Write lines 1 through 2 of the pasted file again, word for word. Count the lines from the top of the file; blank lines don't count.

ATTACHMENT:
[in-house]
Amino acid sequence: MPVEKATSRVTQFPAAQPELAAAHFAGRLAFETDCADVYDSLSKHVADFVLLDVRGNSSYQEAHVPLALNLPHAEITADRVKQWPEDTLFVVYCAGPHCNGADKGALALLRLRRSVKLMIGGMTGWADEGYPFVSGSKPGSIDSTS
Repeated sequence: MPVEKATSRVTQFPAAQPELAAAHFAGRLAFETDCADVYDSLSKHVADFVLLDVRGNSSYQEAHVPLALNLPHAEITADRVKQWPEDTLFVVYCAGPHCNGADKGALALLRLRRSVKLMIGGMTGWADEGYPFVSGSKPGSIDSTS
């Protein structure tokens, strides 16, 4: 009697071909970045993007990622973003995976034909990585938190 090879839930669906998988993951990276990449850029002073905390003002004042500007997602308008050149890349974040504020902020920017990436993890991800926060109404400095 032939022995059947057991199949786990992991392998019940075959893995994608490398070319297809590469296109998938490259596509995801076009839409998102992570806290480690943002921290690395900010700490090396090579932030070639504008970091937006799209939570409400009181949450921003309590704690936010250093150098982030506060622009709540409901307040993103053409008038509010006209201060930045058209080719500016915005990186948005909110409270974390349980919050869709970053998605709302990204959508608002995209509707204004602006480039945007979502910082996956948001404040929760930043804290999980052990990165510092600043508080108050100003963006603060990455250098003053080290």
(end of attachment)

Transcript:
[in-house]
Amino acid sequence: MPVEKATSRVTQFPAAQPELAAAHFAGRLAFETDCADVYDSLSKHVADFVLLDVRGNSSYQEAHVPLALNLPHAEITADRVKQWPEDTLFVVYCAGPHCNGADKGALALLRLRRSVKLMIGGMTGWADEGYPFVSGSKPGSIDSTS